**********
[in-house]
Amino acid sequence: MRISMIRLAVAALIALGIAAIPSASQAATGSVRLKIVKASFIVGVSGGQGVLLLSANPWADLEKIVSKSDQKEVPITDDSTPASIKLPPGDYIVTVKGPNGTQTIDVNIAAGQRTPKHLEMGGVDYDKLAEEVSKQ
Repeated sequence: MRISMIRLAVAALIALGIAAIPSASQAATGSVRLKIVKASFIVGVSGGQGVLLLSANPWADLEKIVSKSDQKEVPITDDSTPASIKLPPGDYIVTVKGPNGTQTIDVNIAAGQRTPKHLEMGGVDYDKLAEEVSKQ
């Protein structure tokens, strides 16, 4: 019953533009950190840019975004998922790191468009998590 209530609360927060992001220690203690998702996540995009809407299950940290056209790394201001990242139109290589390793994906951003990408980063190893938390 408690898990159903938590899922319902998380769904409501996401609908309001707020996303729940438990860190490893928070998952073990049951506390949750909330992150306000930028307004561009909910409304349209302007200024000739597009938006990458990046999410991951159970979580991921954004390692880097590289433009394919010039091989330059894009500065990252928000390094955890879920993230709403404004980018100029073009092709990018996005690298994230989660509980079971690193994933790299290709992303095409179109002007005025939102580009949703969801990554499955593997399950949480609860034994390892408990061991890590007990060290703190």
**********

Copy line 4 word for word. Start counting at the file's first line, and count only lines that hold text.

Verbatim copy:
């Protein structure tokens, strides 16, 4: 019953533009950190840019975004998922790191468009998590 209530609360927060992001220690203690998702996540995009809407299950940290056209790394201001990242139109290589390793994906951003990408980063190893938390 408690898990159903938590899922319902998380769904409501996401609908309001707020996303729940438990860190490893928070998952073990049951506390949750909330992150306000930028307004561009909910409304349209302007200024000739597009938006990458990046999410991951159970979580991921954004390692880097590289433009394919010039091989330059894009500065990252928000390094955890879920993230709403404004980018100029073009092709990018996005690298994230989660509980079971690193994933790299290709992303095409179109002007005025939102580009949703969801990554499955593997399950949480609860034994390892408990061991890590007990060290703190």